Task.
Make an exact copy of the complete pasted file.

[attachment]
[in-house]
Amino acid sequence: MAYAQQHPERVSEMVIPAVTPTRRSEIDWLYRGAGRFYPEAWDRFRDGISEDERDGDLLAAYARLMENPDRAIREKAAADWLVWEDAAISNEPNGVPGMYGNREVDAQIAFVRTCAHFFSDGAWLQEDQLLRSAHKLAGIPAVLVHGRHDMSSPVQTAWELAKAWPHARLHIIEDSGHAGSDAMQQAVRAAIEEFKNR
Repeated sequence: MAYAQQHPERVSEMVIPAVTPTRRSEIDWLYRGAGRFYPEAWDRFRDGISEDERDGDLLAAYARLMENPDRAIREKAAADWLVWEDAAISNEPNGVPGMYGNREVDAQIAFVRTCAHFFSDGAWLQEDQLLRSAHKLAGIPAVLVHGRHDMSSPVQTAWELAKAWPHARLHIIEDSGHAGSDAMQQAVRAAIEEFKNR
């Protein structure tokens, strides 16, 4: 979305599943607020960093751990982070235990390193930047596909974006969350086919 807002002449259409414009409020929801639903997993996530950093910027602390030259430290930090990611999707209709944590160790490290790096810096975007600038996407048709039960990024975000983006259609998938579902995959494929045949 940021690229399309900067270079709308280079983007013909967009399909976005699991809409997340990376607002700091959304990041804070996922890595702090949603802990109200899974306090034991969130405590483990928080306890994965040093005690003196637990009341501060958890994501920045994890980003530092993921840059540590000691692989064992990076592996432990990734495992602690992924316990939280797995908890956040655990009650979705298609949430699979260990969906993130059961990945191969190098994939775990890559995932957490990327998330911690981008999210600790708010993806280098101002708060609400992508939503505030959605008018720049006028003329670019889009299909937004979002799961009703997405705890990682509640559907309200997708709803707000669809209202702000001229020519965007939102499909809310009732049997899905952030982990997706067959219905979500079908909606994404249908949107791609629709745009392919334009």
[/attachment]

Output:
[in-house]
Amino acid sequence: MAYAQQHPERVSEMVIPAVTPTRRSEIDWLYRGAGRFYPEAWDRFRDGISEDERDGDLLAAYARLMENPDRAIREKAAADWLVWEDAAISNEPNGVPGMYGNREVDAQIAFVRTCAHFFSDGAWLQEDQLLRSAHKLAGIPAVLVHGRHDMSSPVQTAWELAKAWPHARLHIIEDSGHAGSDAMQQAVRAAIEEFKNR
Repeated sequence: MAYAQQHPERVSEMVIPAVTPTRRSEIDWLYRGAGRFYPEAWDRFRDGISEDERDGDLLAAYARLMENPDRAIREKAAADWLVWEDAAISNEPNGVPGMYGNREVDAQIAFVRTCAHFFSDGAWLQEDQLLRSAHKLAGIPAVLVHGRHDMSSPVQTAWELAKAWPHARLHIIEDSGHAGSDAMQQAVRAAIEEFKNR
């Protein structure tokens, strides 16, 4: 979305599943607020960093751990982070235990390193930047596909974006969350086919 807002002449259409414009409020929801639903997993996530950093910027602390030259430290930090990611999707209709944590160790490290790096810096975007600038996407048709039960990024975000983006259609998938579902995959494929045949 940021690229399309900067270079709308280079983007013909967009399909976005699991809409997340990376607002700091959304990041804070996922890595702090949603802990109200899974306090034991969130405590483990928080306890994965040093005690003196637990009341501060958890994501920045994890980003530092993921840059540590000691692989064992990076592996432990990734495992602690992924316990939280797995908890956040655990009650979705298609949430699979260990969906993130059961990945191969190098994939775990890559995932957490990327998330911690981008999210600790708010993806280098101002708060609400992508939503505030959605008018720049006028003329670019889009299909937004979002799961009703997405705890990682509640559907309200997708709803707000669809209202702000001229020519965007939102499909809310009732049997899905952030982990997706067959219905979500079908909606994404249908949107791609629709745009392919334009």